Monday, July 1
Today is Monday, July 1, the 182nd day of 2013. There are 183 days left in the year.
Highlights in history on this date:
1847 - The U.S. Post Office issues the first adhesive-backed stamps.
1867 - The provinces of Nova Scotia, New Brunswick, Quebec and Ontario officially become the Dominion of Canada. As a dominion, Canada still owed its allegiance to the British crown and didn't receive total independence until 1982.
1910 - South Africa becomes a dominion of British Empire, after the British defeat the Dutch settlers in the Boer War (1899-1902). The resulting Union of South Africa operated under apartheid until the 1990s when black majority rule was established.
1916 - The British army attacks German lines at the start the First Battle of the Somme during World War I, sustaining their heaviest casualties ever in one day: 20,000 dead.
1921 - Revolutionaries Mao Zedong and Chen Duxiu, who turned to Marxism after the 1917 Bolshevik Revolution victory in Russia, secretly meet in Shanghai and establish the Communist Party of China.
1926 - British and Portuguese reach agreement on boundary between what is now Angola and Namibia.
1961 - Algerians vote overwhelmingly for independence from France.
1962 - Rwanda and Burundi gain their independence from Belgium.
1963 - The U.S. Post Office inaugurates the postal zip-code system.
1966 - France withdraws all its armed forces from integrated military command of NATO, but remains a member of the organization.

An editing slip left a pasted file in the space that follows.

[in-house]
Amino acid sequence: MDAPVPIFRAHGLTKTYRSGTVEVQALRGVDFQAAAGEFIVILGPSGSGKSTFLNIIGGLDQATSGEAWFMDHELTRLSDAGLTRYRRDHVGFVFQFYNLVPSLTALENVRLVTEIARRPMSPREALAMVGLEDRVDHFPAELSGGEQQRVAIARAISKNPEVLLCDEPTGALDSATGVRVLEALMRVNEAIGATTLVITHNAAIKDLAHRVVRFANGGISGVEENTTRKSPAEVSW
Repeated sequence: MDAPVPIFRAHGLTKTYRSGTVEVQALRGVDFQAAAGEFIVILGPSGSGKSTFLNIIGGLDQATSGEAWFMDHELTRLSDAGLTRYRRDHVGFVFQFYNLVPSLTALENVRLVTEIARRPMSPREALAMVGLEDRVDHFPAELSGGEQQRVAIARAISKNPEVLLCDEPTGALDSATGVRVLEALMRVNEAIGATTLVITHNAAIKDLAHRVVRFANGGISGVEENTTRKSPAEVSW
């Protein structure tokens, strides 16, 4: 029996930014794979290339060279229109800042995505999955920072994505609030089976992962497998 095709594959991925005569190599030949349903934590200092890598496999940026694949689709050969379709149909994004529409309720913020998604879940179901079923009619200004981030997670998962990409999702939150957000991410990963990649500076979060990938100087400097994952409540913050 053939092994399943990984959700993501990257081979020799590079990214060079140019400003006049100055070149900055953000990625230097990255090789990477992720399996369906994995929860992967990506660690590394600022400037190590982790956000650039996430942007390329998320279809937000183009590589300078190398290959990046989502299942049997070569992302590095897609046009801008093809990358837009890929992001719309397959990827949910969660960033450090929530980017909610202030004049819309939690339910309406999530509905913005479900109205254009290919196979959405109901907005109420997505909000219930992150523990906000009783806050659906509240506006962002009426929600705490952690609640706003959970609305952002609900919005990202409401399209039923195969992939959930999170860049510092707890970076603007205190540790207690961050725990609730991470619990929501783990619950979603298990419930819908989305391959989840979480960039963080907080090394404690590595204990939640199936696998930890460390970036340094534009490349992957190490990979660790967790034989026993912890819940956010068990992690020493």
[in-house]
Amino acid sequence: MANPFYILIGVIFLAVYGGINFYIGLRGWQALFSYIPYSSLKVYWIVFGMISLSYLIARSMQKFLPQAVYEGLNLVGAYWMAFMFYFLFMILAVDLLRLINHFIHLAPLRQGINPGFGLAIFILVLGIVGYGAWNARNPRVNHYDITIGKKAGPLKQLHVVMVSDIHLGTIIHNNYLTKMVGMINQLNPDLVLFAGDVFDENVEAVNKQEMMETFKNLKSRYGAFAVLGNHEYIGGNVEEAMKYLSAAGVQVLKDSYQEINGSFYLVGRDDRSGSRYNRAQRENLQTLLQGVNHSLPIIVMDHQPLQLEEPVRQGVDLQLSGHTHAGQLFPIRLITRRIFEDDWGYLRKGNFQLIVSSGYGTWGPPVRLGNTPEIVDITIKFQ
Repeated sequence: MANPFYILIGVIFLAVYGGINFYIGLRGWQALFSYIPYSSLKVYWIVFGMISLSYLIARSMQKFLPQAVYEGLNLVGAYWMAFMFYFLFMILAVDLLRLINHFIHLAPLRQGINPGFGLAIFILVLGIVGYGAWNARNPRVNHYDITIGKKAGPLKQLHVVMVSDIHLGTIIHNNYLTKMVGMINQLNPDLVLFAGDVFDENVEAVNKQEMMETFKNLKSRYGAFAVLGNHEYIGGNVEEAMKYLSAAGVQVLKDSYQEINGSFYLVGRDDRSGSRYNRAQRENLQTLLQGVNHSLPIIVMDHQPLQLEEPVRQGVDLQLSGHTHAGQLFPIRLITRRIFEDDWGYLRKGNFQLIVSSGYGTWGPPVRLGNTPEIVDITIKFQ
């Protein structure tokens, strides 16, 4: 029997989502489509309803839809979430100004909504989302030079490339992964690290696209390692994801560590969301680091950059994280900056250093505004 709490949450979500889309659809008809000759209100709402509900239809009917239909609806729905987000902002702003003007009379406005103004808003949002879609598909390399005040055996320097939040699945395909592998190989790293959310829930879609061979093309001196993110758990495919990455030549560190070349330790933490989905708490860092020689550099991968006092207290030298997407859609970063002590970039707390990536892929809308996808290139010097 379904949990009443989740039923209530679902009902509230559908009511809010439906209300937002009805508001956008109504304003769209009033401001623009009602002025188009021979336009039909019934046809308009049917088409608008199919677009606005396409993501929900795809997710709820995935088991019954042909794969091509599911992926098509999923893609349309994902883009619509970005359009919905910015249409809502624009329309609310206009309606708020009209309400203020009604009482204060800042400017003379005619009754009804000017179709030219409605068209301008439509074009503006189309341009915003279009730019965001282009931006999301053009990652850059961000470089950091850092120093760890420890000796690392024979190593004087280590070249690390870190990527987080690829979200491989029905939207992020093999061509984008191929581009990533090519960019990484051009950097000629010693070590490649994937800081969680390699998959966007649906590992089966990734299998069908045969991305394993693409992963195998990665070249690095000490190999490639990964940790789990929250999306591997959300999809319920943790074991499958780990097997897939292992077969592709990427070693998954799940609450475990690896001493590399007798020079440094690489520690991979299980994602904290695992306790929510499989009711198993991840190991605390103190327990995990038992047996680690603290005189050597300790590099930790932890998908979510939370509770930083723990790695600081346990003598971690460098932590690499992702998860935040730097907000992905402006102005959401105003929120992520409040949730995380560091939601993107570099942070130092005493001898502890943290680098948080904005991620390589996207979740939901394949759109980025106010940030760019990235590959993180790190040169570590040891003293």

1967 - China's Communist Party proclaims overthrow of President Liu Shai Chi.
1968 - Britain, Soviet Union, United States and 58 non-nuclear nations sign the Nuclear Nonproliferation Treaty, to curb the spread of nuclear weapons.
1969 - Denmark becomes the first country in the world to allow sale and production of pornography after adult censorship is lifted.
1974 - President Juan Peron of Argentina dies during third term in office.
1985 - Three explosions hit Rome, Madrid and Athens killing one and injuring 39, a day after the last 39 hostages from a hijacked TWA jet in Lebanon were released.
1990 - Economies and social welfare systems of East and West Germany are officially merged.
1991 - After the democratic revolutions of 1989 in eastern Europe, the Warsaw Pact is declared "nonexistent" at a final summit meeting in Prague, Czechoslovakia. Deployed Soviet troops are gradually withdrawn from the former satellite countries.
1992 - NATO and former Warsaw Pact countries reach agreement on limiting troop strength.
1994 - PLO leader Yasser Arafat drives from Egypt into Gaza, ending his 27-year roaming exile, returning to Palestinian land with all the trappings of a head of state.
1996 - The world's first voluntary euthanasia law takes effect in Australia's Northern Territory.
1997 - After 156 years as a British colony, Hong Kong awakens to its first day as part of China. Prince Charles and former governor Chris Patten leave aboard the royal yacht Britannia.
1998 - A man claiming to be a Pakistani nuclear scientist says he defected to the United States for fear Pakistan would launch a pre-emptive strike against India. He is later discovered to be lying to gain asylum.
1999 - Queen Elizabeth II opens Scotland's first Parliament in nearly 300 years. An 18th century Scottish ballad by poet Robert Burns is sung instead of the traditional British anthem, "God Save The Queen."